Advisor Profiles

We value our advisors, and we've profiled many of them here. These broad-ranging interviews focus on the role of Raymond James leaders in the industry, the growth of the company as a whole and the expansion of the Northern California Complex.

Click on the boxes below to read the interviews.


Jessica Higgins

Advisor interview: Jessica Higgins

When Jessica Higgins stumbled upon the world of sustainable investing, she found a fulfilling new career path she didn't see coming

After years spent working with street dogs in Latin America and collecting data on wildlife in Honduras with the Peace Corps, Jessica Higgins of Invera Wealth Advisors of Raymond James never imagined herself working as a financial advisor.

"Not in a million years did I think I would be in financials services," she shares. "The second most surprised person was my mom, who's now my partner."


Shannon Bennett

Advisor interview: Shannon Bennett

When an advisor team planned for a major change, they turned to Raymond James, where flexibility made their unconventional wishes a reality.

Inside a rug store in South Carolina – or had she crossed into North Carolina? – Vicki Gray was looking to warm up her retirement home when her cellphone rang. She graciously insisted on taking the call.

“I’ll just have a seat over here in the corner,” she said as she began reflecting on her life’s work and those she’d mentored along the way, one of whom being Senior Vice President of Investments Shannon Bennett, CFP®.


Michael Faircloth

Advisor interview: Michael Faircloth

Raymond James Marketing helps advisor Mike Faircloth II, of Brewprint Advisors of Raymond James, build his niche in California’s craft brew industry.


MICHAEL: Our team came over from Merrill Lynch/Bank of America in June 2017. About five years ago, I went through some extra coaching and realized there were a couple of niches I wanted to get into. I love craft beer and make beer myself. If I could find an excuse to go hang out at craft breweries and call it work, it seemed like it would be a happy place to be in life, so I decided I’d like to do something in that space. After spending time with the people in the industry, a couple of things really came out. First, I loved the culture of this industry as much as I loved the product, but I also learned that about 98% of the breweries in California, despite the fact that they had this great love for employees, didn’t have any retirement options. So I thought, “Ah, this is something I can do!”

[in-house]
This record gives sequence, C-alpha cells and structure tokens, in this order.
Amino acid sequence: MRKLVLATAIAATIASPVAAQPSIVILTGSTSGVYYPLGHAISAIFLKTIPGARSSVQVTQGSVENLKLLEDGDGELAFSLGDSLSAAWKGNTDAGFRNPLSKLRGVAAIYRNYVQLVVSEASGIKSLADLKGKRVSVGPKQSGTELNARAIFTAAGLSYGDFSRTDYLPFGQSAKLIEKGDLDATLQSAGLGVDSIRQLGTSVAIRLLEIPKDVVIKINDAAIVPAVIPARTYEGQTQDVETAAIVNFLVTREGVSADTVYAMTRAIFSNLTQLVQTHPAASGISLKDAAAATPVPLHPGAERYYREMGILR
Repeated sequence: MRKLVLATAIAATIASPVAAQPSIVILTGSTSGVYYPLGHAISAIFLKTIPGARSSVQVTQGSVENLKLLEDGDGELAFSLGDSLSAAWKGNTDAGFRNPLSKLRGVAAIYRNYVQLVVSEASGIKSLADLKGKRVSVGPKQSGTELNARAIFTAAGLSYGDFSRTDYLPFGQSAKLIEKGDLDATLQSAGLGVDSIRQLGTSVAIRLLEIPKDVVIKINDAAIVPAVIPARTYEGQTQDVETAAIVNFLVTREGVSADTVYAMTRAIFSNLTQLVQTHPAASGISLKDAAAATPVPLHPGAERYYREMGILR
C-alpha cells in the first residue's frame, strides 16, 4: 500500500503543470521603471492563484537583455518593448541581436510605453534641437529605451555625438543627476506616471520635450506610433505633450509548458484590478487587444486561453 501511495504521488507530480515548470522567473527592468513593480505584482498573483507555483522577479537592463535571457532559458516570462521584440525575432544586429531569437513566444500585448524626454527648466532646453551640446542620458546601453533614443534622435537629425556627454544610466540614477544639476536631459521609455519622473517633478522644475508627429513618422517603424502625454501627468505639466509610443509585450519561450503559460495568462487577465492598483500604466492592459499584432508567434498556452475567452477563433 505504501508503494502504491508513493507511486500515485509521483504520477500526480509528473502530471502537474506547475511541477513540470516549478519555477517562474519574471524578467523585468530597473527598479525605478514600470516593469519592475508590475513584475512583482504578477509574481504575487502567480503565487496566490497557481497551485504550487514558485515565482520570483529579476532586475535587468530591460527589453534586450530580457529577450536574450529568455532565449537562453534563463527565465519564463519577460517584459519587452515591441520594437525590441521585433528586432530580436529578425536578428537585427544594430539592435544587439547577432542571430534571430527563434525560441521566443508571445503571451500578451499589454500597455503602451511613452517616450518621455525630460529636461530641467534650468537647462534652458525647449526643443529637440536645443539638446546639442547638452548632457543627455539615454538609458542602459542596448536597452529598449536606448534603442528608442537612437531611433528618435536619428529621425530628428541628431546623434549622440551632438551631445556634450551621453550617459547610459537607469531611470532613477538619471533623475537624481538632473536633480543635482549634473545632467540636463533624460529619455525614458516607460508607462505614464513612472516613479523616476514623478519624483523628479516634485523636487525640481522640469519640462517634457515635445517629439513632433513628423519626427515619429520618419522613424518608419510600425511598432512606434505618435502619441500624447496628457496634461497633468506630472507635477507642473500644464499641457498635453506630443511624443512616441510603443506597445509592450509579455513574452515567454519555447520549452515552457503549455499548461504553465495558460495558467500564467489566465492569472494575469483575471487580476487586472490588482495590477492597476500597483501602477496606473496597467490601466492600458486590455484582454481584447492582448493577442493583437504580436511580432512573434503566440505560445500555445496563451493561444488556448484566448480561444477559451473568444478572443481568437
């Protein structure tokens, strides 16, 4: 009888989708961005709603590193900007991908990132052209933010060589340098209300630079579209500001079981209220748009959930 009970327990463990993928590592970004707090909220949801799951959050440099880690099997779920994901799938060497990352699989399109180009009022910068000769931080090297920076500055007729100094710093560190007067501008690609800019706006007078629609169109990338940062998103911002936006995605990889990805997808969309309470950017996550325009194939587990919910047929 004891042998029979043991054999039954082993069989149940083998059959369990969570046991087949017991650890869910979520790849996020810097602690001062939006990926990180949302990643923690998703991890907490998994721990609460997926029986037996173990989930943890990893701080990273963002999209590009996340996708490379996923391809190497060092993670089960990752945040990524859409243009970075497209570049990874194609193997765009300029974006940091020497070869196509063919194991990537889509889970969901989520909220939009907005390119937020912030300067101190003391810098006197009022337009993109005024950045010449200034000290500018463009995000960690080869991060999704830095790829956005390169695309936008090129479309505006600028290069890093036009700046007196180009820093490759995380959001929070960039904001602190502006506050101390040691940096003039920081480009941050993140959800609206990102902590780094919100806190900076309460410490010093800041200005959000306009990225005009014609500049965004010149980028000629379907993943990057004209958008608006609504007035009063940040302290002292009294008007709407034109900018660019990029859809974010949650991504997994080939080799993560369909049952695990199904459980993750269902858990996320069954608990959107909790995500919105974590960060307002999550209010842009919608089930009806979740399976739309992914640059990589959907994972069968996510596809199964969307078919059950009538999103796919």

MICHAEL: Marketing was definitely part of the deal with me moving to Raymond James – being able to work with marketing and building a plan around my presence in the California beer industry and how I could grow that in other states. The marketing team was responsive and offered a very collaborative process, so everything fit with what I was looking for. When I was looking at other firms, no other firm was like Raymond James from a culture standpoint or a willingness to work with you.


MICHAEL: My conversation was focused on the Brewprint Advisors website. My account manager did a great job of letting me know where I was in the process and what the next step was. It was a good process that gave me the opportunity to help them understand the culture of the craft brew industry and how that needed to come out in the marketing.


MICHAEL: I struggled with a name for a while. I didn’t want to be pigeonholed in 401(k). I thought about it from an architectural perspective – like building a brewery from a blueprint, which my audience does. Then a friend came up with Brewprint – a financial blueprint for breweries. From a logo standpoint, I wanted something minimalistic, and what the marketing team came up with hit the mark exactly. The logo was important for me to be able to use consistently – that I can easily embroider it on a shirt, create a banner or use in sponsorship materials. It’s a look that’s easily associated with the beer industry.